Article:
EDITORIAL: Between the East and the West

Almost one hundred years ago, in his Reflections of a Nonpolitical Man (1918), Thomas Mann wrote about the “German loneliness between the East and the West” and claimed that the principles of Western democracy could not be reconciled with Germanness. He changed his mind after the lost war; he broke with the myth of German uniqueness and during World War II, he became an icon and hope for the Germany which wanted to be— and remained—part of the West.

Contemporary German Federal Republic is a direct heir of this tradition. The evident rise of the political and economic importance of this country is both a challenge and an opportunity for 82 million Germans and half a billion Europeans. Today it seems certain that the Eurozone will turn into a federal state in a few years—or cease to exist. This places a particular responsibility on Germany, the largest member state of the European Union.

We will soon discover whether the German elites and society are ready to relinquish the attributes of the nation state and make a decisive step towards building a European empire—for the planned fiscal and banking unions are just that. Why would the Germans do it, especially today when they are at the peak of their post-war power, while the Union is undergoing the deepest identity and financial crisis in its entire existence? And are the elites and societies of the other Eurozone states ready for that? Or, in a longer term, of Poland and the Czech Republic?

Talking to Aspen Review, Prime Minister Petr Nečas speaks with approval about multispeed Europe, with the common market remaining its foundation and the member states deciding for themselves about their progress towards greater integration. In Poland such a view is perceived as a recipe for second class membership. One thing is certain: without Germany the European federation will remain in the realm of dreams. Or, if you prefer, nightmares.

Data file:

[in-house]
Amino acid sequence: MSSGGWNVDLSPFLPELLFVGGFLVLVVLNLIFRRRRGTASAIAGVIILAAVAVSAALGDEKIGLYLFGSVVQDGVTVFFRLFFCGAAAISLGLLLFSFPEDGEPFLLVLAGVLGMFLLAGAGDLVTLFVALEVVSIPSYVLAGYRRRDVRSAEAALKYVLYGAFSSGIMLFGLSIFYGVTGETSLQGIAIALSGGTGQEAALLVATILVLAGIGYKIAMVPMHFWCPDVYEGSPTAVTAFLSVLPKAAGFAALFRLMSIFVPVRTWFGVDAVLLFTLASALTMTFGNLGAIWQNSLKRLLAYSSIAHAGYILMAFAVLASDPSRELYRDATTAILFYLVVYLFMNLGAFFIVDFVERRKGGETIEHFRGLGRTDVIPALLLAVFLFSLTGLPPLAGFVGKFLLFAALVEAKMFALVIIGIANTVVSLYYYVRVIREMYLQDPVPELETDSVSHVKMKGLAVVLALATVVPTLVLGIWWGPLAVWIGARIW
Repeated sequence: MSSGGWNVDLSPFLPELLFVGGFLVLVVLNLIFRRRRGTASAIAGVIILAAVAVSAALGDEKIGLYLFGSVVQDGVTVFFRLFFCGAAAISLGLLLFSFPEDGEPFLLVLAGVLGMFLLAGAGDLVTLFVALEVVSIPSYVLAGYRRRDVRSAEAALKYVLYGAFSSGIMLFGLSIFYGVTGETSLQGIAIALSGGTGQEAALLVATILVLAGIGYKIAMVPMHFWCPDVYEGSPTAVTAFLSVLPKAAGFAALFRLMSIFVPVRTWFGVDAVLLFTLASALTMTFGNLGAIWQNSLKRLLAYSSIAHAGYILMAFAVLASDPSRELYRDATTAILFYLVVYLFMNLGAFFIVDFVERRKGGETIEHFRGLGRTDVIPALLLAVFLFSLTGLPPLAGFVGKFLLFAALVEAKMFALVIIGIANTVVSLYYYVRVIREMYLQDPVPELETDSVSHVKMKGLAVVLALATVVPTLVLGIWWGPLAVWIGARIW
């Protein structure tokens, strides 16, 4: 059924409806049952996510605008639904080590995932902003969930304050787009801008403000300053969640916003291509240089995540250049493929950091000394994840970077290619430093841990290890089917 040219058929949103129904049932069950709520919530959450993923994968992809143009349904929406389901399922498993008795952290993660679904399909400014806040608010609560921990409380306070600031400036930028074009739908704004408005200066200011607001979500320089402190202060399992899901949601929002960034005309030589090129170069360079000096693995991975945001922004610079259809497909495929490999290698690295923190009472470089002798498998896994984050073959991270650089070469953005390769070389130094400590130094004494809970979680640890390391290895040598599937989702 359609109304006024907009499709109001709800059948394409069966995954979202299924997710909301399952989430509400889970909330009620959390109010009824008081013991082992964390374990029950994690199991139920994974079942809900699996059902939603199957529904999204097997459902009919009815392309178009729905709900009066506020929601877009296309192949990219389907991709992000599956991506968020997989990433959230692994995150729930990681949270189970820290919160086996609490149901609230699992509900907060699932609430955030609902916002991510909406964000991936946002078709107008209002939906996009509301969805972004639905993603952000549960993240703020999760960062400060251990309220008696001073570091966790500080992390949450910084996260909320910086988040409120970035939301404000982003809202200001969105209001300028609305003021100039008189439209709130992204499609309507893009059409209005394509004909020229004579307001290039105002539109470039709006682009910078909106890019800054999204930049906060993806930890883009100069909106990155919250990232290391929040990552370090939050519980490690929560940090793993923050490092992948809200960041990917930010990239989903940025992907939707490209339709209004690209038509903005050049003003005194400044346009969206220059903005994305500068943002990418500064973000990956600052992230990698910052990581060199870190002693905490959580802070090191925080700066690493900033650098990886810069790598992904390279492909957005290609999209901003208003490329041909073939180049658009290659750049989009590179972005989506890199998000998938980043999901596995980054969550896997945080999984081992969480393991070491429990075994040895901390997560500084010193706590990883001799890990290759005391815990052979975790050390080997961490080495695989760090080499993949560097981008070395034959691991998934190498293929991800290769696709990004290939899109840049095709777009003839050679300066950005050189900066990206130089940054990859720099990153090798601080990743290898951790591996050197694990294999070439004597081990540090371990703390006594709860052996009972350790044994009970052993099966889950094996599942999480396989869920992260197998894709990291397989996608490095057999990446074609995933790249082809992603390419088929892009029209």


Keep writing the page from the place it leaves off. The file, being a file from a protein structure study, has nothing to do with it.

Aleksander Kaczorowski

Aleksander Kaczorowski is an editor-in-chief of Aspen Review Central Europe, a Polish bohemist, journalist and author. His recent books include biographies of Václav Havel, Bohumil Hrabal, Ota Pavel and Isaac Babel. He won the Václav Burian Prize for cultural contribution to the Central European dialogue (2016).

Share this on social media

Support Aspen Institute

The support of our corporate partners, individual members and donors is critical to sustaining our work. We encourage you to join us at our roundtable discussions, forums, symposia, and special event dinners.

These web pages use cookies to provide their services. You get more information about the cookies after clicking on the button “Detailed setting”. You can set the cookies which we will be able to use, or you can give us your consent to use all the cookies by clicking on the button “Allow all”. You can change the setting of cookies at any time in the footer of our web pages.
Cookies are small files saved in your terminal equipment, into which certain settings and data are saved, which you exchange with our pages by means of your browser. The contents of these files are shared between your browser and our servers or the servers of our partners. We need some of the cookies so that our web page could function properly, we need others for analytical and marketing purposes.